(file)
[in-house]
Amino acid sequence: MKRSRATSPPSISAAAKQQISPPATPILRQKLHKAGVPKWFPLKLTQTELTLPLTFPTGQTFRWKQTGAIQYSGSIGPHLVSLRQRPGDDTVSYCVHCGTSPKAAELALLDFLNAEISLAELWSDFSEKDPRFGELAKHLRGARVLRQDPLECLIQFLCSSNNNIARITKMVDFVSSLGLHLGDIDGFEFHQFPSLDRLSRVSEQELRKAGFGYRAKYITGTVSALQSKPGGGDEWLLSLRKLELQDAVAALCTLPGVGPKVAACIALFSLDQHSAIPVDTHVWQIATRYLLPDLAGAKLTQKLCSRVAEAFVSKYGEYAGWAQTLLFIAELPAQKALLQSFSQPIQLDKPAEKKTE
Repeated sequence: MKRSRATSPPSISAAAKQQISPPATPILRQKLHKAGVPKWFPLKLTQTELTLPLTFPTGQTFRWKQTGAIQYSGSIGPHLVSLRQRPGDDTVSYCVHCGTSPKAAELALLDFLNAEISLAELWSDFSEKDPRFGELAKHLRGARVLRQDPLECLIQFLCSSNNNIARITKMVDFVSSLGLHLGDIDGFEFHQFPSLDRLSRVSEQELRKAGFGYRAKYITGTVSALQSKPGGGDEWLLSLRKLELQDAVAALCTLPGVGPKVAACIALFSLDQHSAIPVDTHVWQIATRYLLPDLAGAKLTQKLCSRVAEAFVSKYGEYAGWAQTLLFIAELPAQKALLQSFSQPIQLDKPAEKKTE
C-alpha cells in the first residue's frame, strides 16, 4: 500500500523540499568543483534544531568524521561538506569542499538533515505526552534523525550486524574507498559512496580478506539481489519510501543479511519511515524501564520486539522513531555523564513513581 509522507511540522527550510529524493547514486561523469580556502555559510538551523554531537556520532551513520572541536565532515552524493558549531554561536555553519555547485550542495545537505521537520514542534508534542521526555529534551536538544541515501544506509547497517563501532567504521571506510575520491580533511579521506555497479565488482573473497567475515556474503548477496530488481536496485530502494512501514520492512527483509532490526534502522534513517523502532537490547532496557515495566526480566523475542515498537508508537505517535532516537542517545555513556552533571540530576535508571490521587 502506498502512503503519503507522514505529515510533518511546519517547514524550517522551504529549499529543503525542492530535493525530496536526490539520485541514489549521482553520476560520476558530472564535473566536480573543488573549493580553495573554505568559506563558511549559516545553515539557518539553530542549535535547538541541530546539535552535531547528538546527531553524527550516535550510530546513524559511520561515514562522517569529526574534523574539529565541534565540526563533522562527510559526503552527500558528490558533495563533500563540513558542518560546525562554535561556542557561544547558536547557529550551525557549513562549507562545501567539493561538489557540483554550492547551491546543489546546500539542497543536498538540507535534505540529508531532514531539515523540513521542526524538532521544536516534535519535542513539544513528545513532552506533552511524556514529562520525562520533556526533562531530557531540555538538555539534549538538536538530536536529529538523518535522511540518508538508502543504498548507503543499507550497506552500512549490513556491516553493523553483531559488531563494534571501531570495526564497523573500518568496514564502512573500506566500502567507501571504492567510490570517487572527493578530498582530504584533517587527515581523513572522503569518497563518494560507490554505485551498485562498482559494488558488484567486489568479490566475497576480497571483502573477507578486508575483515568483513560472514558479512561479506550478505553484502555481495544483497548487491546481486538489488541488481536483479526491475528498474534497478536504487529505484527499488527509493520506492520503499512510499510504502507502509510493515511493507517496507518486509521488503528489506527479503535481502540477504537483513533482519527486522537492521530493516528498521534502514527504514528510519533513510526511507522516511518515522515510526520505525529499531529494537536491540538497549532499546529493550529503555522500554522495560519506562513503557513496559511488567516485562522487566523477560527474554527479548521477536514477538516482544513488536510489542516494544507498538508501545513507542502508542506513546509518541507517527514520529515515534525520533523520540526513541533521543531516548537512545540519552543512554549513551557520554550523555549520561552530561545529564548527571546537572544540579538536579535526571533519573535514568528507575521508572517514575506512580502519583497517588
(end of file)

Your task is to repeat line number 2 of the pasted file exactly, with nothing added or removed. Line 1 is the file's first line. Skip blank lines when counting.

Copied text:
Amino acid sequence: MKRSRATSPPSISAAAKQQISPPATPILRQKLHKAGVPKWFPLKLTQTELTLPLTFPTGQTFRWKQTGAIQYSGSIGPHLVSLRQRPGDDTVSYCVHCGTSPKAAELALLDFLNAEISLAELWSDFSEKDPRFGELAKHLRGARVLRQDPLECLIQFLCSSNNNIARITKMVDFVSSLGLHLGDIDGFEFHQFPSLDRLSRVSEQELRKAGFGYRAKYITGTVSALQSKPGGGDEWLLSLRKLELQDAVAALCTLPGVGPKVAACIALFSLDQHSAIPVDTHVWQIATRYLLPDLAGAKLTQKLCSRVAEAFVSKYGEYAGWAQTLLFIAELPAQKALLQSFSQPIQLDKPAEKKTE